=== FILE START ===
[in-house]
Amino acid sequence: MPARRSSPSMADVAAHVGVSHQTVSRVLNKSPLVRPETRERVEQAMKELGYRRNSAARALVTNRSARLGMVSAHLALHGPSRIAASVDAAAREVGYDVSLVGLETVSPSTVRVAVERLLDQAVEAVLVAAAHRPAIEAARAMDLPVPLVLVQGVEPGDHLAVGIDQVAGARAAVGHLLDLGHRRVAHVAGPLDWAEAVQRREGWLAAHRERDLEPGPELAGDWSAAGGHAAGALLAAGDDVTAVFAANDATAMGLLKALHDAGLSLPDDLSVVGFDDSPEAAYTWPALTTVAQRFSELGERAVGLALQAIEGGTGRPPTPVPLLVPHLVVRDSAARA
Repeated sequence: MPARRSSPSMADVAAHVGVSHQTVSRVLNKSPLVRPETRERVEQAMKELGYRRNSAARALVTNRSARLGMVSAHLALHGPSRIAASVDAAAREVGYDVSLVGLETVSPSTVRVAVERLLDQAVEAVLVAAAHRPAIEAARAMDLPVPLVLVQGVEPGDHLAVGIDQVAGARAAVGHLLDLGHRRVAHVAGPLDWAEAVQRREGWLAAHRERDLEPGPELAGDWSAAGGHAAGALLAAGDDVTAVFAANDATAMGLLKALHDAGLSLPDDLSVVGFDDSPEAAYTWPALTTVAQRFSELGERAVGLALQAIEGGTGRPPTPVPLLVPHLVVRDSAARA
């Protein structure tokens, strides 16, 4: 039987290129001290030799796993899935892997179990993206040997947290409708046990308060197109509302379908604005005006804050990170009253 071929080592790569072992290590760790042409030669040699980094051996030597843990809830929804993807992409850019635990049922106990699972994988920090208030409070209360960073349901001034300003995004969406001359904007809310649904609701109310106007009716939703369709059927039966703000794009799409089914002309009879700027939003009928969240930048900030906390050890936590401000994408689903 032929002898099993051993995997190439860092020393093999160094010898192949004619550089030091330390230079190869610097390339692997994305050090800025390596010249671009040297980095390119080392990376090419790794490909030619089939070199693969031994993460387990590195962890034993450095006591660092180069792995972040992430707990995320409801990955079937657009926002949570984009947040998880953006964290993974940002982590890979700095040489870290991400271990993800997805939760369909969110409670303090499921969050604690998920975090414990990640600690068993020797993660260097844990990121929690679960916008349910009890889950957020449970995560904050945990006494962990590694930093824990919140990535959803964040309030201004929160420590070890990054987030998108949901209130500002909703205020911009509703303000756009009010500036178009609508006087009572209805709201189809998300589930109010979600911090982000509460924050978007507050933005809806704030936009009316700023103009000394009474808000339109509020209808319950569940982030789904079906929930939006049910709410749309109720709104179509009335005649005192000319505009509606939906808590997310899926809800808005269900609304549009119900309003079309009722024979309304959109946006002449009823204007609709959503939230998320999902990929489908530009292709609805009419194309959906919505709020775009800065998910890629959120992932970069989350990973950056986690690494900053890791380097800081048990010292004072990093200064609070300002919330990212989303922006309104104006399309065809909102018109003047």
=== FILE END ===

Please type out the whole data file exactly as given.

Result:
[in-house]
Amino acid sequence: MPARRSSPSMADVAAHVGVSHQTVSRVLNKSPLVRPETRERVEQAMKELGYRRNSAARALVTNRSARLGMVSAHLALHGPSRIAASVDAAAREVGYDVSLVGLETVSPSTVRVAVERLLDQAVEAVLVAAAHRPAIEAARAMDLPVPLVLVQGVEPGDHLAVGIDQVAGARAAVGHLLDLGHRRVAHVAGPLDWAEAVQRREGWLAAHRERDLEPGPELAGDWSAAGGHAAGALLAAGDDVTAVFAANDATAMGLLKALHDAGLSLPDDLSVVGFDDSPEAAYTWPALTTVAQRFSELGERAVGLALQAIEGGTGRPPTPVPLLVPHLVVRDSAARA
Repeated sequence: MPARRSSPSMADVAAHVGVSHQTVSRVLNKSPLVRPETRERVEQAMKELGYRRNSAARALVTNRSARLGMVSAHLALHGPSRIAASVDAAAREVGYDVSLVGLETVSPSTVRVAVERLLDQAVEAVLVAAAHRPAIEAARAMDLPVPLVLVQGVEPGDHLAVGIDQVAGARAAVGHLLDLGHRRVAHVAGPLDWAEAVQRREGWLAAHRERDLEPGPELAGDWSAAGGHAAGALLAAGDDVTAVFAANDATAMGLLKALHDAGLSLPDDLSVVGFDDSPEAAYTWPALTTVAQRFSELGERAVGLALQAIEGGTGRPPTPVPLLVPHLVVRDSAARA
């Protein structure tokens, strides 16, 4: 039987290129001290030799796993899935892997179990993206040997947290409708046990308060197109509302379908604005005006804050990170009253 071929080592790569072992290590760790042409030669040699980094051996030597843990809830929804993807992409850019635990049922106990699972994988920090208030409070209360960073349901001034300003995004969406001359904007809310649904609701109310106007009716939703369709059927039966703000794009799409089914002309009879700027939003009928969240930048900030906390050890936590401000994408689903 032929002898099993051993995997190439860092020393093999160094010898192949004619550089030091330390230079190869610097390339692997994305050090800025390596010249671009040297980095390119080392990376090419790794490909030619089939070199693969031994993460387990590195962890034993450095006591660092180069792995972040992430707990995320409801990955079937657009926002949570984009947040998880953006964290993974940002982590890979700095040489870290991400271990993800997805939760369909969110409670303090499921969050604690998920975090414990990640600690068993020797993660260097844990990121929690679960916008349910009890889950957020449970995560904050945990006494962990590694930093824990919140990535959803964040309030201004929160420590070890990054987030998108949901209130500002909703205020911009509703303000756009009010500036178009609508006087009572209805709201189809998300589930109010979600911090982000509460924050978007507050933005809806704030936009009316700023103009000394009474808000339109509020209808319950569940982030789904079906929930939006049910709410749309109720709104179509009335005649005192000319505009509606939906808590997310899926809800808005269900609304549009119900309003079309009722024979309304959109946006002449009823204007609709959503939230998320999902990929489908530009292709609805009419194309959906919505709020775009800065998910890629959120992932970069989350990973950056986690690494900053890791380097800081048990010292004072990093200064609070300002919330990212989303922006309104104006399309065809909102018109003047």